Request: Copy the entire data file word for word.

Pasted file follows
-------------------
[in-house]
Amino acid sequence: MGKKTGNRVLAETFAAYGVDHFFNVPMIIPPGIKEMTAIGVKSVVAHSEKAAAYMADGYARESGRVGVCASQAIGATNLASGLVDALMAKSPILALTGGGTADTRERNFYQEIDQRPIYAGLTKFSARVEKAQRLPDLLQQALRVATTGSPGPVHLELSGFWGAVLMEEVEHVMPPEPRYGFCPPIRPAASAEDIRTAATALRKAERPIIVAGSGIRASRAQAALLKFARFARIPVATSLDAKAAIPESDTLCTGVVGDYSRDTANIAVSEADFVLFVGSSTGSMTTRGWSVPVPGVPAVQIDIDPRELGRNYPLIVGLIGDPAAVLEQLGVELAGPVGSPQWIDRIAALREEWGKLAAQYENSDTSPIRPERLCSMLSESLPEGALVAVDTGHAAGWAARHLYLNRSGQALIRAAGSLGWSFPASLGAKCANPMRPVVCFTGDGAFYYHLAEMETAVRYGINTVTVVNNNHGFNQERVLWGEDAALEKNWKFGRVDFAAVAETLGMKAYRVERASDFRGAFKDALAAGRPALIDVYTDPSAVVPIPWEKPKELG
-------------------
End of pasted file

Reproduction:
[in-house]
Amino acid sequence: MGKKTGNRVLAETFAAYGVDHFFNVPMIIPPGIKEMTAIGVKSVVAHSEKAAAYMADGYARESGRVGVCASQAIGATNLASGLVDALMAKSPILALTGGGTADTRERNFYQEIDQRPIYAGLTKFSARVEKAQRLPDLLQQALRVATTGSPGPVHLELSGFWGAVLMEEVEHVMPPEPRYGFCPPIRPAASAEDIRTAATALRKAERPIIVAGSGIRASRAQAALLKFARFARIPVATSLDAKAAIPESDTLCTGVVGDYSRDTANIAVSEADFVLFVGSSTGSMTTRGWSVPVPGVPAVQIDIDPRELGRNYPLIVGLIGDPAAVLEQLGVELAGPVGSPQWIDRIAALREEWGKLAAQYENSDTSPIRPERLCSMLSESLPEGALVAVDTGHAAGWAARHLYLNRSGQALIRAAGSLGWSFPASLGAKCANPMRPVVCFTGDGAFYYHLAEMETAVRYGINTVTVVNNNHGFNQERVLWGEDAALEKNWKFGRVDFAAVAETLGMKAYRVERASDFRGAFKDALAAGRPALIDVYTDPSAVVPIPWEKPKELG